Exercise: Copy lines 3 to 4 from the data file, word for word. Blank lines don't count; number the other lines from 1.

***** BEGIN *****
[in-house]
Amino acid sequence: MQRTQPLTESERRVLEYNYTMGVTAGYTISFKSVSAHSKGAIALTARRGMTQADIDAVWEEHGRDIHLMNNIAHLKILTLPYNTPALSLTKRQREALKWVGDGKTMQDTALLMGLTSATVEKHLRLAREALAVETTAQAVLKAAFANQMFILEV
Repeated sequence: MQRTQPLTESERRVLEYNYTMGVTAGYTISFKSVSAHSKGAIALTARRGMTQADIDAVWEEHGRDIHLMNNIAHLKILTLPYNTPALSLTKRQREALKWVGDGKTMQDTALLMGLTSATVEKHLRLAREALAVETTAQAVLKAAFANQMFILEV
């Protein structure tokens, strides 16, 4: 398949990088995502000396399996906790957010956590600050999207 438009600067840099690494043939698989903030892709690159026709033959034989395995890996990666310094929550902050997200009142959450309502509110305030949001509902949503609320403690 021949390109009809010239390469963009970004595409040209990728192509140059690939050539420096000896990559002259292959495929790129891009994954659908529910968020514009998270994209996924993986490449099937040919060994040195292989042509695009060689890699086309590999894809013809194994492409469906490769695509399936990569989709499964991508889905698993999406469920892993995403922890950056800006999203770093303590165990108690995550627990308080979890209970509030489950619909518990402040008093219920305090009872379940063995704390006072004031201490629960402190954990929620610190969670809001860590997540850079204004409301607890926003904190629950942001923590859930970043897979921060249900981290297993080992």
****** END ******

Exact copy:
Repeated sequence: MQRTQPLTESERRVLEYNYTMGVTAGYTISFKSVSAHSKGAIALTARRGMTQADIDAVWEEHGRDIHLMNNIAHLKILTLPYNTPALSLTKRQREALKWVGDGKTMQDTALLMGLTSATVEKHLRLAREALAVETTAQAVLKAAFANQMFILEV
């Protein structure tokens, strides 16, 4: 398949990088995502000396399996906790957010956590600050999207 438009600067840099690494043939698989903030892709690159026709033959034989395995890996990666310094929550902050997200009142959450309502509110305030949001509902949503609320403690 021949390109009809010239390469963009970004595409040209990728192509140059690939050539420096000896990559002259292959495929790129891009994954659908529910968020514009998270994209996924993986490449099937040919060994040195292989042509695009060689890699086309590999894809013809194994492409469906490769695509399936990569989709499964991508889905698993999406469920892993995403922890950056800006999203770093303590165990108690995550627990308080979890209970509030489950619909518990402040008093219920305090009872379940063995704390006072004031201490629960402190954990929620610190969670809001860590997540850079204004409301607890926003904190629950942001923590859930970043897979921060249900981290297993080992």